superstition is very important. Superstitious minds do believe in
   fictions (whether about divination, magic, the origin of all
   things in some mythological "Creation", or some cosmic future
   Judgement after which all things will be magically
   reconstructed). They dismiss data that competes with their
   premises and/or the authority underlying their superstitious
   notions. Quite often religious ideas are the focus of
   superstition, and this is why it is so difficult to decide where
   to draw the line between supernatural truths upon which to base
   one's life and fantastic, deceptive fictions.
   Superstitions can be quite dangerous. They can (especially as
   part of religious instruction) delude one into thinking that one
   holds the only truth. If one hasn't researched the material about
   which one is reading, superstitious literature may inspire rumor,
   miscommunication, and prejudice .
   Superstitious writings and practices should be respected as such,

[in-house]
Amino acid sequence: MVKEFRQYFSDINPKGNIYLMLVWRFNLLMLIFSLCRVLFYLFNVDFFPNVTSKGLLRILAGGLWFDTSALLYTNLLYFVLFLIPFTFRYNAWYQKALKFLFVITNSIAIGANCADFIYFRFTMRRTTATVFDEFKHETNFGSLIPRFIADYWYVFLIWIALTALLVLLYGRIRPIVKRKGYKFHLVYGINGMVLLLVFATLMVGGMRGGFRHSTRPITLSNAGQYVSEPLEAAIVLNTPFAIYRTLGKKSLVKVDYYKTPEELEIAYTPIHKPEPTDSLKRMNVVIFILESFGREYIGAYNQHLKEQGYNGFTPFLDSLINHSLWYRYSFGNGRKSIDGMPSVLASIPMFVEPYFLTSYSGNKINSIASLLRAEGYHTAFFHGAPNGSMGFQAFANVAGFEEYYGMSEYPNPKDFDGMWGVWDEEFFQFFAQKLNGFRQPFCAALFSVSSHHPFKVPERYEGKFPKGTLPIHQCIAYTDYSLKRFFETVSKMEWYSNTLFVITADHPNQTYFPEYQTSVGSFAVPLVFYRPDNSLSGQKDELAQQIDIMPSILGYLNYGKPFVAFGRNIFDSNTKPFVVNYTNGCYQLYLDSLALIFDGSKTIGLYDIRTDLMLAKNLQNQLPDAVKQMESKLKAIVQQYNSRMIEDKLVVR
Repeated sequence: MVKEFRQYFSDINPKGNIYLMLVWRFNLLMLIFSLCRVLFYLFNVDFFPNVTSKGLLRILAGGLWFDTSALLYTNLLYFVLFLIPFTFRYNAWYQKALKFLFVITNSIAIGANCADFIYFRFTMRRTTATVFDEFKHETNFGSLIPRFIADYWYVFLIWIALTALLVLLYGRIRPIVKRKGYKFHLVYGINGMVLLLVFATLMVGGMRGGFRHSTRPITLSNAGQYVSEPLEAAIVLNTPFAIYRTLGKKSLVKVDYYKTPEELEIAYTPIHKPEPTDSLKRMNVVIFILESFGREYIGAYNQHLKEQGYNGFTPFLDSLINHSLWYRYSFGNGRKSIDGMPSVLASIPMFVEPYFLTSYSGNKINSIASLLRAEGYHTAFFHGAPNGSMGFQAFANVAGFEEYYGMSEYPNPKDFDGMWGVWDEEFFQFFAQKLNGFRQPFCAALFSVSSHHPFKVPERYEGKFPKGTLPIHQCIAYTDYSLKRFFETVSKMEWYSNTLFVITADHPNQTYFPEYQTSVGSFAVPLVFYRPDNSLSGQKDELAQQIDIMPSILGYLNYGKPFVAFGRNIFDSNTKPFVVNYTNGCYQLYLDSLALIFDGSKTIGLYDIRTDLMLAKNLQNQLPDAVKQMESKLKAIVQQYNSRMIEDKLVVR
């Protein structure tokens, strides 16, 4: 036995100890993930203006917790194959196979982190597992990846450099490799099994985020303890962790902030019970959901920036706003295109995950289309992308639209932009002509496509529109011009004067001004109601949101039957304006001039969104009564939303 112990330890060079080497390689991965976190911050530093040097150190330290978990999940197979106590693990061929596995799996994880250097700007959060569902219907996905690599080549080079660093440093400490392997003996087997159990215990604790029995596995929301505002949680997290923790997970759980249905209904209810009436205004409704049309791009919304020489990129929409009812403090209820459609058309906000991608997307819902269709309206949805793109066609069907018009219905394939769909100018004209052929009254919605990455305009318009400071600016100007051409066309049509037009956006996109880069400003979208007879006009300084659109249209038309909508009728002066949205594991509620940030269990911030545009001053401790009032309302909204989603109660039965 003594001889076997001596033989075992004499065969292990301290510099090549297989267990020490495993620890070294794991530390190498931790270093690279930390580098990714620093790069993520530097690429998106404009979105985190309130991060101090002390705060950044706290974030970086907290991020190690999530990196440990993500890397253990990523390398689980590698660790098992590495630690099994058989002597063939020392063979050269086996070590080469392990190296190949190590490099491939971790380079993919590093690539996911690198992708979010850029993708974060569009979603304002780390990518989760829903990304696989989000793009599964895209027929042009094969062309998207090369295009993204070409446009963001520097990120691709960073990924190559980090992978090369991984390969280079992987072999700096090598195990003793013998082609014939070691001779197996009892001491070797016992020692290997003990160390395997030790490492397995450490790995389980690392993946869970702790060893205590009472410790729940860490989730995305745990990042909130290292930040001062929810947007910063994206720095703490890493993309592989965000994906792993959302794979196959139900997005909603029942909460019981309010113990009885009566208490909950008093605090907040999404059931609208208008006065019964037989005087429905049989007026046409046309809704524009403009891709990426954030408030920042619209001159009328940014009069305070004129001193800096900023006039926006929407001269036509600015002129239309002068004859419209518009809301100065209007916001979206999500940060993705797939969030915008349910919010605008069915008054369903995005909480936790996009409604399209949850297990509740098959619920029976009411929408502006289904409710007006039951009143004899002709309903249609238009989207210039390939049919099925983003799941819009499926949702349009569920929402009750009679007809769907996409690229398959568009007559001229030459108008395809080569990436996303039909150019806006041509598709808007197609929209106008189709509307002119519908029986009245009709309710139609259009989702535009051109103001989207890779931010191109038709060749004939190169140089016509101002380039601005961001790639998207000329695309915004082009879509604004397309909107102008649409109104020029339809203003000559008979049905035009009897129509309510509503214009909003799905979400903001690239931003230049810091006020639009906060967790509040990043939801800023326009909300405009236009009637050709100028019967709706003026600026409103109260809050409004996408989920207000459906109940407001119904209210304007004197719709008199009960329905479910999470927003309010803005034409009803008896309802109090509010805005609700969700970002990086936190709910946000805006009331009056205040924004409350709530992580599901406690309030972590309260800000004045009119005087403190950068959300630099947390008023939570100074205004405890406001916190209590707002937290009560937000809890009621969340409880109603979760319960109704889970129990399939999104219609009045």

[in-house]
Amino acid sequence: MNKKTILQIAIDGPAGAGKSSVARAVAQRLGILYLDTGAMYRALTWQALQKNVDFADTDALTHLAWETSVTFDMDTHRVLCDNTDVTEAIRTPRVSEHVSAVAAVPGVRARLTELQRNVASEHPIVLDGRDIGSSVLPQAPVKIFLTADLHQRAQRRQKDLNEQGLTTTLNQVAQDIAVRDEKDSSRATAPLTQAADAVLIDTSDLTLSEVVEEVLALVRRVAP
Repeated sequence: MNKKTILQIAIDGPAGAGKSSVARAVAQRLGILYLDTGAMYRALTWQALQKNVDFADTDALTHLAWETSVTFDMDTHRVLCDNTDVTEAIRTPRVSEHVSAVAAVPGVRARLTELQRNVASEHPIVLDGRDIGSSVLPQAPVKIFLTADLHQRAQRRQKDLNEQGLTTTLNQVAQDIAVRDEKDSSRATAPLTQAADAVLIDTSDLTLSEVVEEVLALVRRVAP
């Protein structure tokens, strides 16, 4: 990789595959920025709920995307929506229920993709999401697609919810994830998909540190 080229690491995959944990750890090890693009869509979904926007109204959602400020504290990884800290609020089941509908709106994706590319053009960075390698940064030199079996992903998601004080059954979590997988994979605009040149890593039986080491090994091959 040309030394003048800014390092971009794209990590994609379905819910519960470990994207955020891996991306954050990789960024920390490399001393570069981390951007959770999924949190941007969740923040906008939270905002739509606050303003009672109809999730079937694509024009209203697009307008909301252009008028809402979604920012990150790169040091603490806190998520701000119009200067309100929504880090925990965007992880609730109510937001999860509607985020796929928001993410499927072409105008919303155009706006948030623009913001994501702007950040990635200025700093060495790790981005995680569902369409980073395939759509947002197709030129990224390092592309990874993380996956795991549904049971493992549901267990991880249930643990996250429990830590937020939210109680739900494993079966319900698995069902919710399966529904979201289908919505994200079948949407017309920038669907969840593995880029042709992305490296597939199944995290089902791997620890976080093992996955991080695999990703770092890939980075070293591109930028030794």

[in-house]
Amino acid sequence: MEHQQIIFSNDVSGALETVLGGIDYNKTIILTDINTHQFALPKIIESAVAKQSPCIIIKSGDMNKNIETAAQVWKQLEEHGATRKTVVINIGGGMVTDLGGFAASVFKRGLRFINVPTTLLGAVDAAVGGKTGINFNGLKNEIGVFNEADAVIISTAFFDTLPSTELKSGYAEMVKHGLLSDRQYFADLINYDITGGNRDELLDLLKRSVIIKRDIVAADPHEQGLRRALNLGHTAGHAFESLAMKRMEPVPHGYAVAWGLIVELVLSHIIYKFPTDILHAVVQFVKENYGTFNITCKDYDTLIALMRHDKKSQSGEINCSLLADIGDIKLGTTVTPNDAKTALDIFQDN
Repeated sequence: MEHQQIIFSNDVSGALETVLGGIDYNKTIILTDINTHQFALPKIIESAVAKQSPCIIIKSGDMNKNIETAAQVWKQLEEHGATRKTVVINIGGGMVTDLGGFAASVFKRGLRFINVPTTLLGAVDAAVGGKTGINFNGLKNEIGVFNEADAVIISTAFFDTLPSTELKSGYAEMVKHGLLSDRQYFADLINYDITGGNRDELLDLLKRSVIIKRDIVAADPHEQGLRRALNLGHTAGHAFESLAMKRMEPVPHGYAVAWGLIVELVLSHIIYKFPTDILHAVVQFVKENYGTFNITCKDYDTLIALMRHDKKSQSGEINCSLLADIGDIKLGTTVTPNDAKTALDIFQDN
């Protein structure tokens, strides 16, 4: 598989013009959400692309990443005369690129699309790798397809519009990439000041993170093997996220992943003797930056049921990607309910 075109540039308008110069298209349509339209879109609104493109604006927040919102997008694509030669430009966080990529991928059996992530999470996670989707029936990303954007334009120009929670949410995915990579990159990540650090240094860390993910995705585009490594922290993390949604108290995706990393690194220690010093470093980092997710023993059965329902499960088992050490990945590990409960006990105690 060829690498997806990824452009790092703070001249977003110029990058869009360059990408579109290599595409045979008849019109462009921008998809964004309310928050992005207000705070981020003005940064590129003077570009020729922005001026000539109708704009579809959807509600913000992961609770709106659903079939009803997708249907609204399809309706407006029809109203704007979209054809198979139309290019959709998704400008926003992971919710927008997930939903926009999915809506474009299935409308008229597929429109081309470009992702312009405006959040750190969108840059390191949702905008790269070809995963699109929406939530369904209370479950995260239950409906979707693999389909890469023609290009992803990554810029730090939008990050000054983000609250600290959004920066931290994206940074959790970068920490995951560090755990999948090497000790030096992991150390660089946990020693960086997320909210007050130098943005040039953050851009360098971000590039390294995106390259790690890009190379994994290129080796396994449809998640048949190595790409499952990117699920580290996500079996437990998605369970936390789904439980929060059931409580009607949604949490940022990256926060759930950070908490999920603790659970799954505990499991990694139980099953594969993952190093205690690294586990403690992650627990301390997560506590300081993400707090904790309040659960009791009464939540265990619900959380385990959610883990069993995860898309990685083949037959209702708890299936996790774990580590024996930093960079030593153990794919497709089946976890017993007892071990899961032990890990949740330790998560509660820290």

with all the tolerance that goes along with freedom of religion
   in civilized societies. What one does not wish, personally, to
   read or to undertake is one's own business, and is sometimes the
   business of one's religious peers. Beyond this we ought to make
   allowances for those whose preferences include the practice and
   reading of superstitions, helpfully providing what data we have
   acquired about them when they ask for it.
   For example, I consider the interpretation of Judeochristian
   religious text (as in the body of translations called 'The
   Bible') by orthodox Jehovah's Witnesses to be ill-founded and
   fraught with errors. Rather than understand its beauty as a myth
   of important and relevant symbolic value (indicating a type of
   experience which is available only to true millennarians), they
   make of it a superstition relating to historical and prophetic
   fantasy based on little more than their desire to construct a
   dramatic context for their activities.
   What's worse is that many Jehovah's Witnesses are completely
   ignorant of the history of lies and deceptions delivered unto the
   faithful by the Watchtower Bible and Tract Society, whose leaders
   remain obscured in a semblance of humility. For those who are
   actually interested in some valuable information about this
   dangerous and deceptive cult, I recommend the wonderful and
   revealing book by Brother Raymond Franz (one of the admirable
   liberated Witnesses for Jehovah who are making themselves known):
   "Crisis of Conscience". My review of it indicates that it is a
   reliable, respectful and rational disclosure of the problems of